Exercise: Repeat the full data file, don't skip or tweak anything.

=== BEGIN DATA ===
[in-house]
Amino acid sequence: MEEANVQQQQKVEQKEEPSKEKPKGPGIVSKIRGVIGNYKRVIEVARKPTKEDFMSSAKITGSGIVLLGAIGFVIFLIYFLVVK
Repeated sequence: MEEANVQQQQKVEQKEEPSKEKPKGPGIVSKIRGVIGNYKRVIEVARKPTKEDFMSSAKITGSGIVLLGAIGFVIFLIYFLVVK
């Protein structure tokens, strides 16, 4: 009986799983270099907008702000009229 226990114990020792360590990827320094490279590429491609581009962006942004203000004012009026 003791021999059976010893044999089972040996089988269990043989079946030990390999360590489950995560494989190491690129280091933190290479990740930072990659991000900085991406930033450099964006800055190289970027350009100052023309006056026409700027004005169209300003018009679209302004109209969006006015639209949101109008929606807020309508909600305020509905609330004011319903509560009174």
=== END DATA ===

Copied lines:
[in-house]
Amino acid sequence: MEEANVQQQQKVEQKEEPSKEKPKGPGIVSKIRGVIGNYKRVIEVARKPTKEDFMSSAKITGSGIVLLGAIGFVIFLIYFLVVK
Repeated sequence: MEEANVQQQQKVEQKEEPSKEKPKGPGIVSKIRGVIGNYKRVIEVARKPTKEDFMSSAKITGSGIVLLGAIGFVIFLIYFLVVK
């Protein structure tokens, strides 16, 4: 009986799983270099907008702000009229 226990114990020792360590990827320094490279590429491609581009962006942004203000004012009026 003791021999059976010893044999089972040996089988269990043989079946030990390999360590489950995560494989190491690129280091933190290479990740930072990659991000900085991406930033450099964006800055190289970027350009100052023309006056026409700027004005169209300003018009679209302004109209969006006015639209949101109008929606807020309508909600305020509905609330004011319903509560009174």